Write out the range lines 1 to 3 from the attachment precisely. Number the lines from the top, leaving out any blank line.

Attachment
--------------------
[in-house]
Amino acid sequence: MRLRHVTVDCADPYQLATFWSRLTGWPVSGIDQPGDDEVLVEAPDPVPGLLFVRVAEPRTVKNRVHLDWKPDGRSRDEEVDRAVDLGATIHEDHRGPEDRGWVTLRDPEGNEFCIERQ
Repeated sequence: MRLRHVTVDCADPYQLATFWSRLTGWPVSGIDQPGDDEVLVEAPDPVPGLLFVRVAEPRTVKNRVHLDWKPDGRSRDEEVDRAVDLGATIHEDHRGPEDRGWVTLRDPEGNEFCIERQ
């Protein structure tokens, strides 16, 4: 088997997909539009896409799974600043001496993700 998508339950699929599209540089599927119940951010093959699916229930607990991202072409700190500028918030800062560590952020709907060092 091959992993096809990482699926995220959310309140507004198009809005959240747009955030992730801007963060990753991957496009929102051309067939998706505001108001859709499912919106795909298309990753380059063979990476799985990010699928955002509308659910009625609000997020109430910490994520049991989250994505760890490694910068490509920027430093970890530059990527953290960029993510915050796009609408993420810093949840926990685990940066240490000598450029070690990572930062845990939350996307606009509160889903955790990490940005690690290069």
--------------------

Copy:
[in-house]
Amino acid sequence: MRLRHVTVDCADPYQLATFWSRLTGWPVSGIDQPGDDEVLVEAPDPVPGLLFVRVAEPRTVKNRVHLDWKPDGRSRDEEVDRAVDLGATIHEDHRGPEDRGWVTLRDPEGNEFCIERQ
Repeated sequence: MRLRHVTVDCADPYQLATFWSRLTGWPVSGIDQPGDDEVLVEAPDPVPGLLFVRVAEPRTVKNRVHLDWKPDGRSRDEEVDRAVDLGATIHEDHRGPEDRGWVTLRDPEGNEFCIERQ